It may be unclearly written, but I think it's important to know where the name comes from. —David Eppstein (talk) 15:07, 28 September 2009 (UTC)


This article is crying out for an animated gif to show the shape at work and the rising c of gVictuallers (talk) 15:44, 8 October 2009 (UTC)

Spelling : initial capital, use of article (the/a)[edit]

If I understand the definition correctly, a Gömböc is something of the same class as a cube or a sphere. In the beginning of this Talk page, I read something about a Hungarian folklore figure "Gömböc" that lent its name to the object. I have the following questions:

  • Is the word Gömböc really spelled with an initial capital?
  • If so, why? We usually don't write cube or sphere with capitals, so why is that other shape's name written with a capital.

And a related question:

  • Should the article 'a' be omitted as if Gömböc were a proper name?
  • If so, why?

For example, somewhere in the article it says:

  • "The shape of the Indian Star Tortoise resembles Gömböc. "
  • "The balancing properties of Gömböc were associated with..."
  • " stable and unstable point in Gömböc ..."
  • "No other practical applications of Gömböc are known, probably because Gömböc is ..."

We don't speak of "the balancing properties of Cube," do we?

Or have I completely misunderstood the word? Is there actually only one 'real' individual phenomenon that goes by the name of Gömböc, and is kept in an undisclosed place somewhere in the world?

To be honest, I have the presumption that the above example sentences really should have been written as:

  • "The shape of the Indian Star Tortoise resembles a gömböc. "
  • "The balancing properties of gömböcs were associated with..."
  • " stable and unstable point in a gömböc ..."
  • "No other practical applications of gömböcs are known, probably because gömböcs are ..."

Johan Lont (talk) 13:24, 9 October 2009 (UTC)

Absence of articles is often sign that writer's first language is not English. —Tamfang (talk) 00:03, 20 October 2009 (UTC)
Yes. And that he was sleepy and in rush :-D Seriously, the term was probably coined by a person who admitted being not fluent in English, thus this is the case when native speakers with minor knowledge of geometry might decide better on capitalization, single/plural and article issues. Sorry for not making enough time. One more note, the discovered shape refers not to a unique body, such as sphere, but to a class of bodies. Even the commercial replicas are officially produced in different shapes, but under the same name. Materialscientist (talk) 00:36, 20 October 2009 (UTC)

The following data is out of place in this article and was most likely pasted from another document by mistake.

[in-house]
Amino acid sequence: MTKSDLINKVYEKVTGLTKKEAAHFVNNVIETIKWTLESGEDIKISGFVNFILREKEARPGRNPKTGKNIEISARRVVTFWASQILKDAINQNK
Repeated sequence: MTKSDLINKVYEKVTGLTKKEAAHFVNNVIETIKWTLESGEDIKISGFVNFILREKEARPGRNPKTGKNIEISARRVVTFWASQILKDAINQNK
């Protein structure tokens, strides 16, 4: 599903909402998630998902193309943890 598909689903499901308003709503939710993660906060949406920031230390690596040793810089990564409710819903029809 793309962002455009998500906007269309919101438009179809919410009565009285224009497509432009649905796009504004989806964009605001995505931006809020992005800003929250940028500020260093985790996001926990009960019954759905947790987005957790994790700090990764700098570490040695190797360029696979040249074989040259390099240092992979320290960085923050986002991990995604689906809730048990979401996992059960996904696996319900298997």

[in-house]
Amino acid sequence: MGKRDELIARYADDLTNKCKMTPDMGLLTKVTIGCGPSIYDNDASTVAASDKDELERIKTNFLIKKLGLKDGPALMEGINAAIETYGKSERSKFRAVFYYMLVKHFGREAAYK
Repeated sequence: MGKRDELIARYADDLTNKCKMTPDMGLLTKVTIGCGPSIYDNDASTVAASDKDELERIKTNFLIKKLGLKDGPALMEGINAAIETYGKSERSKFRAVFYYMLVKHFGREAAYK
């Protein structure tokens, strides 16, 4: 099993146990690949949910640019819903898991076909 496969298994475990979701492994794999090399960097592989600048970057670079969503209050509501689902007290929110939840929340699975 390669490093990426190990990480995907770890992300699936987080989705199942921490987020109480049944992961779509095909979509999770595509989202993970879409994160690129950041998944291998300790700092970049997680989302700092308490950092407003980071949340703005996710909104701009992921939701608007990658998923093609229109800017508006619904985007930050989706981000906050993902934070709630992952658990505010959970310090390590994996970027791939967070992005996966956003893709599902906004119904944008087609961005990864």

I had the same questions. Thank you for starting the thread, Johan. I have uncapitalized most instances and changed some "a"s and "the"s. Here are some related thoughts.

We are witnessing the introduction of a new word into the English language (and also into Hungarian and every other language). Since the new English word is coming from a foreign language you may want to review Wikipedia:Manual_of_Style#Foreign_terms.

Wikipedia is likely to be one of the main ways in which people are introduced to the word. While recognizing that it is not normally Wikipedia's place to create conventions but rather to cite them, let me suggest that in this case we nip in the bud a mistaken, nascent "convention", emerging out of ignorance, of capitalizing "gömböc" in English. Supporting arguments:

  1. The inventors of the word are ambivalent about capitalization. Note the capitalization at the "official gömböc shop", and note on the navigation bar at that site the uncapitalized links "what is a gömböc" and "usage of a gömböc".
  2. While the gömböc was at first treated as an artificial shape that was invented ("the Gömböc"), it has shifted and will continue to shift toward being treated as a natural shape that was discovered ("a gömböc").
  3. I even uncapitalized the two instances of "kis gömböc" in the word origin explanation because "kis gömböc" is not capitalized in the Hungarian folk tale reference.

See the next thread for related issues regarding the plural, spelling with 'ö' versus 'o', and pronunciation. IOLJeff (talk) 17:28, 15 May 2011 (UTC)

conventions: pronunciation, spelling with ö versus o, and plural form[edit]

These three issues are interrelated. Per my arguments in the previous thread regarding capitalization, let me suggest that Wikipedia take a gentle leadership role in establishing some sensible conventions since clear conventions have not yet emerged. Remember, Wikipedia articles are not set in stone.